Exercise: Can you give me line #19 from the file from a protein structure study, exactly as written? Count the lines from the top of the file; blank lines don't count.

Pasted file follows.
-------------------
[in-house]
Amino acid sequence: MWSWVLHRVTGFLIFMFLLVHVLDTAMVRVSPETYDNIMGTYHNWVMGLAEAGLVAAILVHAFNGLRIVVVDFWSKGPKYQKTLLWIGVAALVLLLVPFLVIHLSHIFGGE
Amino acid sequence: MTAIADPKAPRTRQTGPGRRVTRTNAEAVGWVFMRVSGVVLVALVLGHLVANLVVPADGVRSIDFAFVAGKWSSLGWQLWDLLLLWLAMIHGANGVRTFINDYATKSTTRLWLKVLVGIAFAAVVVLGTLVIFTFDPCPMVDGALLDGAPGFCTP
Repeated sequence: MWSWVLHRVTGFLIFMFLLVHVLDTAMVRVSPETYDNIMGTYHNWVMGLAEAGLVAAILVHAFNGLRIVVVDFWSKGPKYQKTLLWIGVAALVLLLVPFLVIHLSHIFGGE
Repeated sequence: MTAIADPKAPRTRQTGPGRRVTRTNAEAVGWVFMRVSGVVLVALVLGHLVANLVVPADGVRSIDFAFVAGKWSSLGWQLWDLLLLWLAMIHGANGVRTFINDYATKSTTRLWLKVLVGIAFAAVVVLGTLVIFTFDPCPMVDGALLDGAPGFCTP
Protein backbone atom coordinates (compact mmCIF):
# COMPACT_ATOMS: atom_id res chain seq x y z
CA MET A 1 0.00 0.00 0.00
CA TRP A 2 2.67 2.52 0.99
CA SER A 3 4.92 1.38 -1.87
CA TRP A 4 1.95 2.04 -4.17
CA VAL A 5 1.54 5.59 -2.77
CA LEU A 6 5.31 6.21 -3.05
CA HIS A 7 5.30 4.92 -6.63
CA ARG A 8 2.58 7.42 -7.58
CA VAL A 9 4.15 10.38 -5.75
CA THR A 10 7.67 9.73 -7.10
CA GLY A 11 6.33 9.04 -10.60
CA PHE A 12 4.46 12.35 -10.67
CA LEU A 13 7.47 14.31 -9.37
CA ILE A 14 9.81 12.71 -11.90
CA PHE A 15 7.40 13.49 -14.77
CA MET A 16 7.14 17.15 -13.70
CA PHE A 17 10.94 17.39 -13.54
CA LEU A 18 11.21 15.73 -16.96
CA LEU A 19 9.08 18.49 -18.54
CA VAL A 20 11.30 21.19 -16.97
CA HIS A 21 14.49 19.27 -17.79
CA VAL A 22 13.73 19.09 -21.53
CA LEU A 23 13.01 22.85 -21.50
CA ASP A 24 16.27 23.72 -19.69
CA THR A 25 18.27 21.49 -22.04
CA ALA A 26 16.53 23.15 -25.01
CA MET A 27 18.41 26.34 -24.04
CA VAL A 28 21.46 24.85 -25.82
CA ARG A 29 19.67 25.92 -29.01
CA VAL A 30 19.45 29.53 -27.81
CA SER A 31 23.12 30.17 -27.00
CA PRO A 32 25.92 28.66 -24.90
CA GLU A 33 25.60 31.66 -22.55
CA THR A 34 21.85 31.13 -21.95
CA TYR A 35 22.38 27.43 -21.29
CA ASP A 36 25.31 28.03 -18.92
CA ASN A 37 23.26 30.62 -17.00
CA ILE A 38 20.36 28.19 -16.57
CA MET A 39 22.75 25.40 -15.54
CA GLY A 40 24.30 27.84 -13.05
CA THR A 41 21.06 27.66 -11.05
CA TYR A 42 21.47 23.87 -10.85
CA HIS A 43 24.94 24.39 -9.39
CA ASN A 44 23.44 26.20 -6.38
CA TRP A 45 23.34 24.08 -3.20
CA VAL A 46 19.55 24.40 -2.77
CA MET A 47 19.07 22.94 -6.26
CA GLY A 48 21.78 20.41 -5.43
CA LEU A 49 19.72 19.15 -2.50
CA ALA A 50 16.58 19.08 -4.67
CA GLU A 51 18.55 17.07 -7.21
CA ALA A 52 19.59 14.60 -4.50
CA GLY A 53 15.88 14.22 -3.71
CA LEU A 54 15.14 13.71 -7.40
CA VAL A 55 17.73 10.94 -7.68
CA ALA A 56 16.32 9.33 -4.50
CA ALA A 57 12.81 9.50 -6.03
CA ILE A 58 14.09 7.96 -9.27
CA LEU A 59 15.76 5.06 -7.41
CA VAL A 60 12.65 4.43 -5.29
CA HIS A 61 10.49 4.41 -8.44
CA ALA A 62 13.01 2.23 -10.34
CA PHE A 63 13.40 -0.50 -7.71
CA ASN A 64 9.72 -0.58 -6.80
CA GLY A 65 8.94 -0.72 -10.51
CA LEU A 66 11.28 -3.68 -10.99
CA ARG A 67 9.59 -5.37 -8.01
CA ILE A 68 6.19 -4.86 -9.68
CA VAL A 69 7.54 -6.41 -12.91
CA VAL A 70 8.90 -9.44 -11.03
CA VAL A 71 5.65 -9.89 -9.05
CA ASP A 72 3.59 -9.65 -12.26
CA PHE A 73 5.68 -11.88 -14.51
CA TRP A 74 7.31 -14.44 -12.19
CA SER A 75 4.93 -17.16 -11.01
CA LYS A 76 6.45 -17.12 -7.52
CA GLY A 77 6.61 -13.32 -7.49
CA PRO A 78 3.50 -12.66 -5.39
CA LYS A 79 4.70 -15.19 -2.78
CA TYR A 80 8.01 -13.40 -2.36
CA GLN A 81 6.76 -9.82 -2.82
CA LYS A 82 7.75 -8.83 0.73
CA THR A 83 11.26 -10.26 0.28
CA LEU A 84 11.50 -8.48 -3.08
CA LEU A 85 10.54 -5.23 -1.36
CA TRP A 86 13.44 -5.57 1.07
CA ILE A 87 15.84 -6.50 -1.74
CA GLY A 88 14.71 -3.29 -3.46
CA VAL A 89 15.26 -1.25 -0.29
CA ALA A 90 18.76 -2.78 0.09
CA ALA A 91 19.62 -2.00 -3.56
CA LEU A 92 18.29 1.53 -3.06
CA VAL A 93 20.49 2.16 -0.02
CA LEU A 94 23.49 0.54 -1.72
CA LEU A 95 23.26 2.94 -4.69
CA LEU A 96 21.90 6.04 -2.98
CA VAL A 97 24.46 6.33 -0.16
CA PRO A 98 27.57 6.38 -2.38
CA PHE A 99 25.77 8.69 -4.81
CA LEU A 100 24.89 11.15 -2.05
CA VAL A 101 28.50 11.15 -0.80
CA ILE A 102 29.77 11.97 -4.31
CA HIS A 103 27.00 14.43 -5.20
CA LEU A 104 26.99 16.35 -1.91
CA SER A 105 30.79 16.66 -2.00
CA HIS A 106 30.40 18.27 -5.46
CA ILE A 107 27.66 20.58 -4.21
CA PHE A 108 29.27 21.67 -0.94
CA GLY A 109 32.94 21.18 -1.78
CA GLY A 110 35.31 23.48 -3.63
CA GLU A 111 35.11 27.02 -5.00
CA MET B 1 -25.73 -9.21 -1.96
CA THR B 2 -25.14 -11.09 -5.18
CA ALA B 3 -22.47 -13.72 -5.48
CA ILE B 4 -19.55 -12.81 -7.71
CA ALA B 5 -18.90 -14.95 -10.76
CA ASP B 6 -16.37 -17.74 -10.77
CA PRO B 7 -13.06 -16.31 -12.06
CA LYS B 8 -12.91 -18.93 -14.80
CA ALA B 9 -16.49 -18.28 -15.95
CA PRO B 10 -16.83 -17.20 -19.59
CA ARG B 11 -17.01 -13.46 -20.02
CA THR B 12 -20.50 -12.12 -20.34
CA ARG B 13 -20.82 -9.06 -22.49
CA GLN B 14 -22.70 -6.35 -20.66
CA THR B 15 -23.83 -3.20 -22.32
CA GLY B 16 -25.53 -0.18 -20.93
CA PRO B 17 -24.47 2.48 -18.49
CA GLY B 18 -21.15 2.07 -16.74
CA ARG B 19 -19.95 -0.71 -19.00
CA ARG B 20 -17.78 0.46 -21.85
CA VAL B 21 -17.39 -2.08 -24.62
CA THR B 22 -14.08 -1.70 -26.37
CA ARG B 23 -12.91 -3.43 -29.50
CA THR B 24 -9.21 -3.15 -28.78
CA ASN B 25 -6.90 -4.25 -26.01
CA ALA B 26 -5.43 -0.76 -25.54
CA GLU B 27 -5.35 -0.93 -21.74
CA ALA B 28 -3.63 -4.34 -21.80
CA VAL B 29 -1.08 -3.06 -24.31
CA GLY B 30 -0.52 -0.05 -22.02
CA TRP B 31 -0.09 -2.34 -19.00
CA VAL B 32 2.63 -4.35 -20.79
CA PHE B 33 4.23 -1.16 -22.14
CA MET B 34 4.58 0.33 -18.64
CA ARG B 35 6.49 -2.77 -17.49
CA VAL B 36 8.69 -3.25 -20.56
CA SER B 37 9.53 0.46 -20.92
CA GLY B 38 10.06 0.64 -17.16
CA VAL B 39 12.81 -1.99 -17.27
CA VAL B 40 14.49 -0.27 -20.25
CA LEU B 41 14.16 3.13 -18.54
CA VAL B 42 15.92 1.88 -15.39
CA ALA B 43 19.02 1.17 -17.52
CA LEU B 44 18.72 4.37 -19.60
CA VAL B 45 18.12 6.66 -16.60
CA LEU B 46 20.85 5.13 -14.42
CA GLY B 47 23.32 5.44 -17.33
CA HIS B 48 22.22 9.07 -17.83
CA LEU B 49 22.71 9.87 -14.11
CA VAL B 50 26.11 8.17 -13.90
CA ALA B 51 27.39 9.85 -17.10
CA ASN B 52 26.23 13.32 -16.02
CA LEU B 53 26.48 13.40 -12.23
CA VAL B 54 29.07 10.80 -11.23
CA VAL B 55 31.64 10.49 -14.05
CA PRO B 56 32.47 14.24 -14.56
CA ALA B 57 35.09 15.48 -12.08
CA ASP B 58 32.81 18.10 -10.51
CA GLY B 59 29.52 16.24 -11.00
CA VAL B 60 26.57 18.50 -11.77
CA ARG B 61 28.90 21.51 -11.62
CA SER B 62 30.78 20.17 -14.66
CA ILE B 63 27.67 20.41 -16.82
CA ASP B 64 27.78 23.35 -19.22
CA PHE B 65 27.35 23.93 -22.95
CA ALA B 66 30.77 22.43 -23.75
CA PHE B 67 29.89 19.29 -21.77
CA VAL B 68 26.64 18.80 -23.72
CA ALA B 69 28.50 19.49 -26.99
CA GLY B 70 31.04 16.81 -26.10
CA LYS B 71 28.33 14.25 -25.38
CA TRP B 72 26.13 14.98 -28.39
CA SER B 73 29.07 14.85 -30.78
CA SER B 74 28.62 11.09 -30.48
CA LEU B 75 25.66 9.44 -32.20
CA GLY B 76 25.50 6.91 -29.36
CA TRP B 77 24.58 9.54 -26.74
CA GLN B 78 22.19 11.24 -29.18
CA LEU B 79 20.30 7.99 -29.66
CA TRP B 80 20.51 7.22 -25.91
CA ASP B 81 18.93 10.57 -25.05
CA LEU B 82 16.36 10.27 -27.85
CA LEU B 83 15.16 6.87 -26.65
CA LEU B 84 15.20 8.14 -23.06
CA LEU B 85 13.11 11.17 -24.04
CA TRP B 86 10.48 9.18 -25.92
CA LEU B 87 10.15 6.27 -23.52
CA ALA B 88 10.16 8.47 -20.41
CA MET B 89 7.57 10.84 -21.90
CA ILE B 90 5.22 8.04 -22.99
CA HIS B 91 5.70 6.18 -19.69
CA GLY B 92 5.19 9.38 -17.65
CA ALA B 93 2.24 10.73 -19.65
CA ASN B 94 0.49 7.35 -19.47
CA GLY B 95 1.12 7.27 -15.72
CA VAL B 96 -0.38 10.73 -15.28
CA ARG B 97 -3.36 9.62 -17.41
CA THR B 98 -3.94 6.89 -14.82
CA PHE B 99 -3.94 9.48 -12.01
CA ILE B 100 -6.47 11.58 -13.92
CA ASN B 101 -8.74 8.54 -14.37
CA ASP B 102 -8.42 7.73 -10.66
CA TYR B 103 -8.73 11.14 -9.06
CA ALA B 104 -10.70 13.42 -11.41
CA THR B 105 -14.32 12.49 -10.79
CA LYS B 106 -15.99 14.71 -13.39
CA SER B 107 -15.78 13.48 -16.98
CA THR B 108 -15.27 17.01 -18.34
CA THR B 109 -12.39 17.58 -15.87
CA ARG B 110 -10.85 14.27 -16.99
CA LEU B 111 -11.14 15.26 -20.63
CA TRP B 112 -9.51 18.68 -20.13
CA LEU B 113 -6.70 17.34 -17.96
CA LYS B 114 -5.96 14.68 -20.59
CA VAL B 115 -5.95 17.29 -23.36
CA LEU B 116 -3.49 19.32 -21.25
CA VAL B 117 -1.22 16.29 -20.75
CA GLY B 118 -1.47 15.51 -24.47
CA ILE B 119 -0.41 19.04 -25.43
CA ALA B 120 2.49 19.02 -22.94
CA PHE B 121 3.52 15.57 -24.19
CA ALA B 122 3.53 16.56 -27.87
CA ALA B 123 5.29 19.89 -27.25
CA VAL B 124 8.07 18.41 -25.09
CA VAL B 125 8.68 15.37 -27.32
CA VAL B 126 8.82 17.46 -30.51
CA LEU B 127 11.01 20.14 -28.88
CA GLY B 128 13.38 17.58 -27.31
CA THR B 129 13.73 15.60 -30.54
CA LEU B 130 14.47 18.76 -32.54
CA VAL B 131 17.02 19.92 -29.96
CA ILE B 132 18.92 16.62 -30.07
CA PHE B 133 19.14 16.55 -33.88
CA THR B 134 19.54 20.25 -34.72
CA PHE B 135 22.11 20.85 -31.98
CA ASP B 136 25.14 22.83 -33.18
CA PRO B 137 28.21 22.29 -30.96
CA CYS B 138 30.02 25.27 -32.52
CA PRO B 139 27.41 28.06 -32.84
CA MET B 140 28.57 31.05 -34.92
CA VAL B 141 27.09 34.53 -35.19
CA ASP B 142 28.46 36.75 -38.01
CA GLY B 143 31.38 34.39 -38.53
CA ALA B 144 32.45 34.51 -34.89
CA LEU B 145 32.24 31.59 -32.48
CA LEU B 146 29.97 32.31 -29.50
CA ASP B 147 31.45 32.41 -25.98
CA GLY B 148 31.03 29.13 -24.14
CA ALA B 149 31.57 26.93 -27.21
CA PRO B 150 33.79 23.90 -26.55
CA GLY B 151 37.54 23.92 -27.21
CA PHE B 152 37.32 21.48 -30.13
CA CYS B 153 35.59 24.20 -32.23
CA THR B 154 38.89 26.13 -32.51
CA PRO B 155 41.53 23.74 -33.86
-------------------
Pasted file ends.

CA PHE A 12 4.46 12.35 -10.67